Jamaica this year is also hosting the largest conference during the UN’s International Year of Sustainable Tourism for Development, bringing 157 countries together in Montego Bay from Nov. 27-29. More than 500 companies will be involved, and it will bring together the private and public sectors to create interaction between capital and development sectors, opening the country up to further development.

Jamaica plans to open 12,500 new guestrooms between 2018 and 2021.

2. Safety and Security

The island has a reputation for having high levels of crime, but the "Jamaica 2016 Crime & Safety Report" found that the country saw a decrease in violent crime, but perception is everything. Bartlett said that the tourism officials in Jamaica are aware of the challenges ahead with regards to how Jamaica is viewed from a safety standpoint.

“The first challenge we have to overcome are improvements to safety, an important area we have been working on and are doing well with domestically,” he said. “We are in a good shape to make a positive case for visitor safety; there are no concerns there, but we do have a way to go to overcome that perception in some travelers.”

3. Energy Interdependence

Bartlett said energy spending accounts for 13 percent of costs for tourism providers in Jamaica, primarily because the island has little access to fossil fuels and renewable energy is still in its infancy. Jamaica’s sustainability interests extend to LED lighting, guestroom sensors for better climate control and operational strategies to optimize the use of energy throughout the country.

“Affordable energy and its availability is critical to competitiveness going forward, and tourism is conscious of this,” Bartlett said. “We are taking on conservation efforts there, and improvements in efficiency are huge.”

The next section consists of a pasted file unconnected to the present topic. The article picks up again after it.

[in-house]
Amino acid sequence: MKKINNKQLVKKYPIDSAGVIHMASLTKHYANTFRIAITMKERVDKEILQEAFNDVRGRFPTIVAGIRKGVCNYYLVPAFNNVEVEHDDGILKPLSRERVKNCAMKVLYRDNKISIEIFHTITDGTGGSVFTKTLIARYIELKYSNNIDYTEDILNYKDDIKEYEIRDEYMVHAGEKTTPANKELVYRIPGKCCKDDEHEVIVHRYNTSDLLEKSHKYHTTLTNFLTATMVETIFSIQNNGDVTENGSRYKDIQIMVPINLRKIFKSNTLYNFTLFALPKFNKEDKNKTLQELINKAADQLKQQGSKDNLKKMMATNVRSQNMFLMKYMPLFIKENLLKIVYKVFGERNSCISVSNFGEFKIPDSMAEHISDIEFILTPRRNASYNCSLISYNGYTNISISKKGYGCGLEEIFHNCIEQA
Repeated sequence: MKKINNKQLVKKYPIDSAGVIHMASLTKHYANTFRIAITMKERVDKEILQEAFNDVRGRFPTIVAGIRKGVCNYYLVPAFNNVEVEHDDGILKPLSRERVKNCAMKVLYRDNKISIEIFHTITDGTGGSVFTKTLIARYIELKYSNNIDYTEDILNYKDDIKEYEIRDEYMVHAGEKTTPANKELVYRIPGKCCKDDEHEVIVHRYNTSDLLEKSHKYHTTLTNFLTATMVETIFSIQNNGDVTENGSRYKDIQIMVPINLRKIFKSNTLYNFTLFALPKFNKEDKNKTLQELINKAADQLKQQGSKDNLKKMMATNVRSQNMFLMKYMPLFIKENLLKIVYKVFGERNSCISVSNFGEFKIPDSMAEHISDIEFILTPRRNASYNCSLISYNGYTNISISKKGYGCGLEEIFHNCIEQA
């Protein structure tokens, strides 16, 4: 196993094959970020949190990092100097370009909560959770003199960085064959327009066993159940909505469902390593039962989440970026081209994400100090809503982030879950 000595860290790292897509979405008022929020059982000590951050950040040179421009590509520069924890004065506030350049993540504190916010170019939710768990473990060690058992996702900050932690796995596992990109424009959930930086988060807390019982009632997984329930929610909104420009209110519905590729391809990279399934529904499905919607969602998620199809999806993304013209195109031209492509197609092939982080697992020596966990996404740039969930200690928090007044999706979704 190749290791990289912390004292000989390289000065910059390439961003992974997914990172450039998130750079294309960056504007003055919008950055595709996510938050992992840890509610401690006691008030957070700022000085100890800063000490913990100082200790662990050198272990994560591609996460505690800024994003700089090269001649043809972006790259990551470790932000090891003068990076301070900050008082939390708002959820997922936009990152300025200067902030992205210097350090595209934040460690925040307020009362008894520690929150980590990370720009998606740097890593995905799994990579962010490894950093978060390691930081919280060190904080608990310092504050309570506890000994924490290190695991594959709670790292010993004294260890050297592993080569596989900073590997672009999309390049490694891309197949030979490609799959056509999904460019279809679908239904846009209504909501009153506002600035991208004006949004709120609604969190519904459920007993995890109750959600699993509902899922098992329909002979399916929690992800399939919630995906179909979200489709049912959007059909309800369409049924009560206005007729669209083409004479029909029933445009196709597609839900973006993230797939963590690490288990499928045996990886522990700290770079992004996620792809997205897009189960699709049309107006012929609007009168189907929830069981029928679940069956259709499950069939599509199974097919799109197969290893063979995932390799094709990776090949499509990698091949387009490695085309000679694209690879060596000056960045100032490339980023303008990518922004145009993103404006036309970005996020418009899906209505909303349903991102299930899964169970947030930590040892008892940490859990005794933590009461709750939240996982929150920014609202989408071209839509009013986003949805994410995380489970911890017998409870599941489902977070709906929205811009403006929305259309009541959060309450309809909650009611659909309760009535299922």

Between Nov. 27-29, representatives from more than 157 countries will gather for the United Nations World Tourism Conference.

4. Agriculture Reformation

Discerning hotel guests are very conscious of what they eat, and in Bartlett’s own words Jamaica has sometimes struggled to meet the food-and-beverage demands of travelers, relying almost exclusively on imports in the past. In response, the country is taking on a new agricultural focus, expanding the production of milk, pork and poultry on the island.

The demand for fresh fruits and vegetables in Jamaica, according to Bartlett, comes in at around $67 million per year, and by focusing on producing rather than leaning on imports the country stands not only to save but to earn.

“This is an ongoing process, and we are expecting by 2020 that we should be able to significantly improve on the production of local goods,” he said.

5. Teaching and Workforce

The development of human capital is also a major focus for Jamaica, and Bartlett said the country is establishing a school for tourism, enabling it to more efficiently issue certifications for its workers. The Jamaica Centre for Tourism and Innovation is expected to open in September 2017, and it will act as a means to not only assist experienced hospitality workers in gaining needed certifications to allow for advancement within the industry, but will also help cultivate the skills of local artisans.

“There are many workers in the industry that are competent but are not certified in the right areas, and this will allow them to take the correct steps for future development,” Bartlett said. “We also want to build out the capabilities of the artisans and craftsmen to offer a greater variety and scope of indigenous offerings. This way future travelers can be assured of the authenticity of local Jamaican products.”